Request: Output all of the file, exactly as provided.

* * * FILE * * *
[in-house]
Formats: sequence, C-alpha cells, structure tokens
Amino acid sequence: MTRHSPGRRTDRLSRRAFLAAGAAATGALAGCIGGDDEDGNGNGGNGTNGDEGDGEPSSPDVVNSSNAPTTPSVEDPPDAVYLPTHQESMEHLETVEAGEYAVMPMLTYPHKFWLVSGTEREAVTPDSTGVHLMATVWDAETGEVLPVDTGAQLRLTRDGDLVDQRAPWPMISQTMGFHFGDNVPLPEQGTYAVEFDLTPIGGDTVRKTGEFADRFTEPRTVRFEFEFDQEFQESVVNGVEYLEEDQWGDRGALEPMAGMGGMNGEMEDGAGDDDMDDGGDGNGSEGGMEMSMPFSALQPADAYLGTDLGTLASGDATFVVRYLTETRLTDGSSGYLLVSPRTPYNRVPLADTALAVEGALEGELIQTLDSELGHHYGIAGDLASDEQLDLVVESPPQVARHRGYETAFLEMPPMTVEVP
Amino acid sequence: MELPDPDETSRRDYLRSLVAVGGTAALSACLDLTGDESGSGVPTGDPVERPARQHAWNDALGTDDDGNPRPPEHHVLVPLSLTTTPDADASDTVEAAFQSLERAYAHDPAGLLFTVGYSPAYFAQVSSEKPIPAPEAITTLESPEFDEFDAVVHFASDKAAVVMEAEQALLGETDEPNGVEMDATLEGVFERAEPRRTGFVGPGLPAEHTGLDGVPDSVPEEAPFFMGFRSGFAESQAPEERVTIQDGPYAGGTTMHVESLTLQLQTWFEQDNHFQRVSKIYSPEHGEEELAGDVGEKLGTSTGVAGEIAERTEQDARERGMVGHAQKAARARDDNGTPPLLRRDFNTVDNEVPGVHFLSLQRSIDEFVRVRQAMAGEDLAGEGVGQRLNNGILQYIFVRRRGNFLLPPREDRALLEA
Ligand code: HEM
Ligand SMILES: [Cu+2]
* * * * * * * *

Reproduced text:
[in-house]
Formats: sequence, C-alpha cells, structure tokens
Amino acid sequence: MTRHSPGRRTDRLSRRAFLAAGAAATGALAGCIGGDDEDGNGNGGNGTNGDEGDGEPSSPDVVNSSNAPTTPSVEDPPDAVYLPTHQESMEHLETVEAGEYAVMPMLTYPHKFWLVSGTEREAVTPDSTGVHLMATVWDAETGEVLPVDTGAQLRLTRDGDLVDQRAPWPMISQTMGFHFGDNVPLPEQGTYAVEFDLTPIGGDTVRKTGEFADRFTEPRTVRFEFEFDQEFQESVVNGVEYLEEDQWGDRGALEPMAGMGGMNGEMEDGAGDDDMDDGGDGNGSEGGMEMSMPFSALQPADAYLGTDLGTLASGDATFVVRYLTETRLTDGSSGYLLVSPRTPYNRVPLADTALAVEGALEGELIQTLDSELGHHYGIAGDLASDEQLDLVVESPPQVARHRGYETAFLEMPPMTVEVP
Amino acid sequence: MELPDPDETSRRDYLRSLVAVGGTAALSACLDLTGDESGSGVPTGDPVERPARQHAWNDALGTDDDGNPRPPEHHVLVPLSLTTTPDADASDTVEAAFQSLERAYAHDPAGLLFTVGYSPAYFAQVSSEKPIPAPEAITTLESPEFDEFDAVVHFASDKAAVVMEAEQALLGETDEPNGVEMDATLEGVFERAEPRRTGFVGPGLPAEHTGLDGVPDSVPEEAPFFMGFRSGFAESQAPEERVTIQDGPYAGGTTMHVESLTLQLQTWFEQDNHFQRVSKIYSPEHGEEELAGDVGEKLGTSTGVAGEIAERTEQDARERGMVGHAQKAARARDDNGTPPLLRRDFNTVDNEVPGVHFLSLQRSIDEFVRVRQAMAGEDLAGEGVGQRLNNGILQYIFVRRRGNFLLPPREDRALLEA
Ligand code: HEM
Ligand SMILES: [Cu+2]